Many states, including New York, have work requirements to get SNAP, but 
such a requirement should be waived if the recipient is a student, Ms. 
Crawford argued. In addition, many advocates say that SNAP benefits 
should be redeemable at dining halls and stores on campus.

Niasia Starling, a 22-year-old student at Nassau Community College, part 
of the State University of New York system, recently had her SNAP 
benefits terminated because she stopped working to take care of an ill 
parent.

Ms. Starling, who has been sleeping at a friend’s house because she has 
no home, said that she finds comfort at the NEST (Nassau Empowerment and 
Support for Tomorrow), the campus food pantry. Besides getting necessary 
supplies, she has found a support group there.

“I know I am not less than other people because I don’t have as much,” 
the upbeat Ms. Starling said. “But it’s hard to be hungry and motivated.”

Since it opened in November 2015, the NEST has buzzed with life. On a 
recent weekday morning, dozens of students grabbed multiple shopping 
bags of food, which also helps feed their families, said Sharon Masrour, 
one of the project’s organizers. The pantry is now a model for other 
SUNY and CUNY pantries and is part of Gov. Andrew M. Cuomo’s Food 
Insecurity Task Force. It is also now a stop on freshman orientation tours.

“The role of a campus food pantry has gone beyond just providing food,” 
Ms. Masrour said. It’s a chance for the school to check in on a 
student’s life outside of campus because the tiers of issues, like 
health and housing, all contribute to food insecurity. “It’s now a 
basic-needs hub.”

It was at a pantry at SUNY Stony Brook where Jocelyn Chen, a volunteer 
there, spoke of her poverty naps. She said that many students are unable 
to visit the food pantry between classes, or to go off campus to find 
cheap food without a car.

“When you’re in class for, like, three hours, it’s hard to concentrate 
when you’re hungry,” she said. Back at the dorm, she explained, it’s 
easier to take “poverty naps” than to forage for something to eat.

Sharon Masrour helped to organize the NEST, a food pantry at Nassau 
Community College. It is now a stop on freshman orientation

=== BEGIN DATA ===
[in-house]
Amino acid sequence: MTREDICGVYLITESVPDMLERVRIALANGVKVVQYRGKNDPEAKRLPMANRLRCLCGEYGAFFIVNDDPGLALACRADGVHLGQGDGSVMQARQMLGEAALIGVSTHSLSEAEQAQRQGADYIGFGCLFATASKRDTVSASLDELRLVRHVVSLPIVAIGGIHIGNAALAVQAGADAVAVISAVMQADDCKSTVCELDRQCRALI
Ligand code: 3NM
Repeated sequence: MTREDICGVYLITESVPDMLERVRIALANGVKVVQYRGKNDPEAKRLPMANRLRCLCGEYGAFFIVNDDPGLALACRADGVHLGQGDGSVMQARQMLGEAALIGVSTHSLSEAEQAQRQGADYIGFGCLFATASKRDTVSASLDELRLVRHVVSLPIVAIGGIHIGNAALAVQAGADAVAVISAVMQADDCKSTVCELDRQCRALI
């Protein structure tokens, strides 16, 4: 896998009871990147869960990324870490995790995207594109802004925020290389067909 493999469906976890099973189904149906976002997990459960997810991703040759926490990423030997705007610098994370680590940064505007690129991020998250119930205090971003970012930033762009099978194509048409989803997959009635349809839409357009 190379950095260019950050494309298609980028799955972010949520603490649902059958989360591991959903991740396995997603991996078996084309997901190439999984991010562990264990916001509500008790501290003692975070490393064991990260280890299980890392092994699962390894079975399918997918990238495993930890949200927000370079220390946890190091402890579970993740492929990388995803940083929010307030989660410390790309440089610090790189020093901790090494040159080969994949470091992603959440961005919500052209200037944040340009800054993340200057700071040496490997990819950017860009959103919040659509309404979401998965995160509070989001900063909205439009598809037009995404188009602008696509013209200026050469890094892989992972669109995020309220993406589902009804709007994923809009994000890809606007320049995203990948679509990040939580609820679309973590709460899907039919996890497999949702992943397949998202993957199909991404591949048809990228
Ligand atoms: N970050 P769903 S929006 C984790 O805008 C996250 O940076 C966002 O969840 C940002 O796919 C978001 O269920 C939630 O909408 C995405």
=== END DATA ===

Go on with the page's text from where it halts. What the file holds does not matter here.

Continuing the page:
tours.CreditDesiree Rios for The New York Times
At Oregon’s George Fox University, for example, its dining hall 
operator, Bon Appétit Management Company now donates unused food to 
several campus “hospitality tables.”

Sodexo USA, one of the nation’s largest college dining hall operators, 
has produced a successful pilot program at Northern Arizona University, 
where students are alerted about leftovers from catered events. This is 
now an option to any of the colleges that use its services.

In New York, CUNY has focused on bringing fresh produce directly to 
students. In 2018, the urban farm at Kingsborough Community College 
produced 3,000 pounds of food that was handed out to over 1,000 
students. Eligible Brooklyn College students can now pick up a box of 
fresh veggies weekly.

Also, the city Department of Sanitation recently launched a food 
donation portal for nonprofits through its donateNYC program. In March, 
Guttman Community College in Manhattan became the first college to 
receive a food donation through the portal, a department spokeswoman said.

Although these initiatives seem disparate, there are some legislative 
efforts that could have a more stabilizing effect on student hunger.

The Debt-Free College Act, which aims to cover all costs associated with 
attending a public college, was reintroduced this year. Advocates are 
also hoping Congress expands the National School Lunch Program to higher 
education.

Boosting federal education funding should be part of the presidential 
election discussion, said Dr. Goldrick-Rab, who cited a higher education 
plan put out by Senator Elizabeth Warren of Massachusetts, a Democrat 
who is running for president.

If no progress is made, Dr. Goldrick-Rab said, “existing investments in 
financial aid will be undermined as students drop out simply because 
they don’t have enough to eat.”